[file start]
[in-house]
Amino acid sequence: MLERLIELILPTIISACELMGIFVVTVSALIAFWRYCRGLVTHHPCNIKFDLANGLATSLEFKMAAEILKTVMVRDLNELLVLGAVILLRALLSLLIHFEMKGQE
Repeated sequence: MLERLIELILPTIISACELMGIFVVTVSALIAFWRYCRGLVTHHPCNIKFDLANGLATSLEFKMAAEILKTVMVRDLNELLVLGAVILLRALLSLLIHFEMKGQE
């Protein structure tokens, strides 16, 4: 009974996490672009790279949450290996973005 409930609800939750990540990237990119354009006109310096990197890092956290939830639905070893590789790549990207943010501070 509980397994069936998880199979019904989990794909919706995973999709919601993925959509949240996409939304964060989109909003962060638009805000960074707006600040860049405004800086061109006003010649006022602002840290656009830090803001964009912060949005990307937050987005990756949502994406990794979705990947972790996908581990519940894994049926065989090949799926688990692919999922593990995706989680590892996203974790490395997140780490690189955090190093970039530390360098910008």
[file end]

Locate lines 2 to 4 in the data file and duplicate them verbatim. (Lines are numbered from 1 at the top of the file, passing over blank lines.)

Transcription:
Amino acid sequence: MLERLIELILPTIISACELMGIFVVTVSALIAFWRYCRGLVTHHPCNIKFDLANGLATSLEFKMAAEILKTVMVRDLNELLVLGAVILLRALLSLLIHFEMKGQE
Repeated sequence: MLERLIELILPTIISACELMGIFVVTVSALIAFWRYCRGLVTHHPCNIKFDLANGLATSLEFKMAAEILKTVMVRDLNELLVLGAVILLRALLSLLIHFEMKGQE
């Protein structure tokens, strides 16, 4: 009974996490672009790279949450290996973005 409930609800939750990540990237990119354009006109310096990197890092956290939830639905070893590789790549990207943010501070 509980397994069936998880199979019904989990794909919706995973999709919601993925959509949240996409939304964060989109909003962060638009805000960074707006600040860049405004800086061109006003010649006022602002840290656009830090803001964009912060949005990307937050987005990756949502994406990794979705990947972790996908581990519940894994049926065989090949799926688990692919999922593990995706989680590892996203974790490395997140780490690189955090190093970039530390360098910008």